By David Brickman
In the inevitable push-pull between form and content that lies behind all photographic imagery, the work of Marie Triller falls squarely in the middle of the argument. But it’s a pretty big middle and, as seen in the just-published collection titled Ten Years: Remembering 9/11 ($29.95, John Isaacs Books), her work covers much of that range.
Triller, who earned an MFA at SUNY New Paltz and works as a high school art teacher, has had a quiet but persistent presence on the Capital Region art scene for decades, and for much of that time she has exhibited expertly made, digitally captured color photographs that represent human culture, often from travels to distant places such as Belize, Ireland, and the American Southwest. One might argue that these pictures were clearly documentary in purpose – and that would be true – but it is equally true that they were intended as personal artistic expression. The pictures presented in Triller’s new book are no exception to this duality.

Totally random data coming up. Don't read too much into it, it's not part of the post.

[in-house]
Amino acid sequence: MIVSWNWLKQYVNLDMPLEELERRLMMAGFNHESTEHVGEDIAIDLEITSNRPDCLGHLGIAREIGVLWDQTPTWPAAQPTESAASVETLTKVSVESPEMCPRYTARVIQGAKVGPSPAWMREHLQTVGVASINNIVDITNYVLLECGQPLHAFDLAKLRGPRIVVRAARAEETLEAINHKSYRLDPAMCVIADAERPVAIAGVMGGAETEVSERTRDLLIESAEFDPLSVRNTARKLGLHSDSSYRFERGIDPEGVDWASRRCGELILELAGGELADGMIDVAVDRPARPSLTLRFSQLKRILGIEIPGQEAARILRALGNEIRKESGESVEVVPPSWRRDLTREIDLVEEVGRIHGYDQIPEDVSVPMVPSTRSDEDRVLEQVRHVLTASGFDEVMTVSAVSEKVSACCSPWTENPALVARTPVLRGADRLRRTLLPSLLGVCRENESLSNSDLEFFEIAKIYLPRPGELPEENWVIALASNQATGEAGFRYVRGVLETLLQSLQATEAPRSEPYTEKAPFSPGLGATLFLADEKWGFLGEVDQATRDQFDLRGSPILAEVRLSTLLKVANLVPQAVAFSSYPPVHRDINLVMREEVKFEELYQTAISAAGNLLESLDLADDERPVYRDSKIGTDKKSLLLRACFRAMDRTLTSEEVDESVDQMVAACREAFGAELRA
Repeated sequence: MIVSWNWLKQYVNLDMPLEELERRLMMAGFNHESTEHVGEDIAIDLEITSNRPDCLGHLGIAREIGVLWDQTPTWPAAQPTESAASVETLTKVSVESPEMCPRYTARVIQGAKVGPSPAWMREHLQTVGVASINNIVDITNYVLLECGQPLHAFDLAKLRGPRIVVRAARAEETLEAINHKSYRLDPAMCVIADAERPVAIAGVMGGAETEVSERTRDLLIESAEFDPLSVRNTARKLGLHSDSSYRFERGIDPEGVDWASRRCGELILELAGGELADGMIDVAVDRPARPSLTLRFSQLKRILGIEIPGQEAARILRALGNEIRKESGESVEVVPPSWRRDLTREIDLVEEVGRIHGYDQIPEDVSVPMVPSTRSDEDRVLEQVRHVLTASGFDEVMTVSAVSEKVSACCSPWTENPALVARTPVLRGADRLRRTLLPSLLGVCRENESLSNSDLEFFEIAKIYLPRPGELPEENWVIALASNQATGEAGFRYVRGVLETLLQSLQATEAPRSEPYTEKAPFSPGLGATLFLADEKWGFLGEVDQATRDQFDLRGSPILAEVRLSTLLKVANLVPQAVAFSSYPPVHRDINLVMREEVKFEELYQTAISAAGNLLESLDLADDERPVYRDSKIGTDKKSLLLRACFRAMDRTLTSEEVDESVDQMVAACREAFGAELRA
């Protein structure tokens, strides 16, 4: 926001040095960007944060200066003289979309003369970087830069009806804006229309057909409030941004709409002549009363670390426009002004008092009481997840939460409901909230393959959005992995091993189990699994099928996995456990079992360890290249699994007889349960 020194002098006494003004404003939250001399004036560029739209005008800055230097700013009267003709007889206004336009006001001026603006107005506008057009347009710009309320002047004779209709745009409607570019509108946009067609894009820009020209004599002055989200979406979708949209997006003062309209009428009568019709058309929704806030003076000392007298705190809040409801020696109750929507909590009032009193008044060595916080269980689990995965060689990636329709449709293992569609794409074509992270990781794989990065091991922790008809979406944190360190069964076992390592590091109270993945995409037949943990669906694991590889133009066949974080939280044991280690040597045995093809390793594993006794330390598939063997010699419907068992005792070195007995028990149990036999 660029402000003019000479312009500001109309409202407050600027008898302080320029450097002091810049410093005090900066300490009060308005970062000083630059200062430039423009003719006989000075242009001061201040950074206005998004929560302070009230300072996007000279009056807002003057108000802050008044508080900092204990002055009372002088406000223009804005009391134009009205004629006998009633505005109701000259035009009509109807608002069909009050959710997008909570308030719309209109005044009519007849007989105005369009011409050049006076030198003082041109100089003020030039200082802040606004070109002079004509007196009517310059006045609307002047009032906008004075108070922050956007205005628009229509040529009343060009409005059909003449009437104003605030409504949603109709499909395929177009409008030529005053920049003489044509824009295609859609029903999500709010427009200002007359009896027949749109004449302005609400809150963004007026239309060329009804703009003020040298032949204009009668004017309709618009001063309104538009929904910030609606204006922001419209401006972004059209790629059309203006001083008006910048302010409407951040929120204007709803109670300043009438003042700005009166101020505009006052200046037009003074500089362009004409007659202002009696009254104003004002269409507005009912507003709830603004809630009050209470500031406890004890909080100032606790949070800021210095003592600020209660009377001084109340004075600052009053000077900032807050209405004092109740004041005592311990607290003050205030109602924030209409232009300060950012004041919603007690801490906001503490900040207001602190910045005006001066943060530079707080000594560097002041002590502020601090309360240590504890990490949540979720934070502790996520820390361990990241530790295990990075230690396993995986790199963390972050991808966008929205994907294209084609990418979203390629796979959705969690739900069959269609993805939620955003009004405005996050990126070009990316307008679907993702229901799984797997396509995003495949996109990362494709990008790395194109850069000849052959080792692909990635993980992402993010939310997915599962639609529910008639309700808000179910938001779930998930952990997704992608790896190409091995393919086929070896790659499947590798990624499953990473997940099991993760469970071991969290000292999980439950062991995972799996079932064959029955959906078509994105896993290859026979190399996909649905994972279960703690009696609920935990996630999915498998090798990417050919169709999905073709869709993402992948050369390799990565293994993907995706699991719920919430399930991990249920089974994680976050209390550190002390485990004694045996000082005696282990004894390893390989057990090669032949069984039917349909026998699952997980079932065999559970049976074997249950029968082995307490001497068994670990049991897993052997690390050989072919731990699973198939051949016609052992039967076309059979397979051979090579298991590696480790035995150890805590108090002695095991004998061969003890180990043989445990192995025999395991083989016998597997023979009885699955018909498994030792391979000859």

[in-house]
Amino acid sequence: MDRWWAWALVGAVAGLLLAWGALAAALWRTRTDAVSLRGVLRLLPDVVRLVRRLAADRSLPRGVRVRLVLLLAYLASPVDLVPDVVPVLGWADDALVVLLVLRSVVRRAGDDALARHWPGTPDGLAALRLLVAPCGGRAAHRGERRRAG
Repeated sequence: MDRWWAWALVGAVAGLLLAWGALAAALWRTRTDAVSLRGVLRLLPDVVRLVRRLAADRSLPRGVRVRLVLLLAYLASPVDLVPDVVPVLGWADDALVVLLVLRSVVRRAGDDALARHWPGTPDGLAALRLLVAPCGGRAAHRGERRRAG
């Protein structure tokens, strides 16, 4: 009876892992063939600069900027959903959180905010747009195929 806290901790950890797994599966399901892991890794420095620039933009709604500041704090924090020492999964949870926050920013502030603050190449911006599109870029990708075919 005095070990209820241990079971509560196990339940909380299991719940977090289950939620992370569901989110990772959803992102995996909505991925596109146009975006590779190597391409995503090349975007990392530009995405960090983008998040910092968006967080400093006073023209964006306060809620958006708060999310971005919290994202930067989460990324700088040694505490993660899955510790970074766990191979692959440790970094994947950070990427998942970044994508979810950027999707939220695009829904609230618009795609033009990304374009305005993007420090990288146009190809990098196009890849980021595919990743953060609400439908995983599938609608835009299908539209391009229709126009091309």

Beginning with a full-bleed cover shot of a motorcycle gas tank embellished with an exquisite painting of a New York City skyline dominated by hovering ghosts of the twin towers of the World Trade Center, the book teases the eye as much as it plucks at the heart strings. Immediately, the parameters are shown: This photographer use color, shape, composition, and point of view in ways that your everyday documentary photographers do not.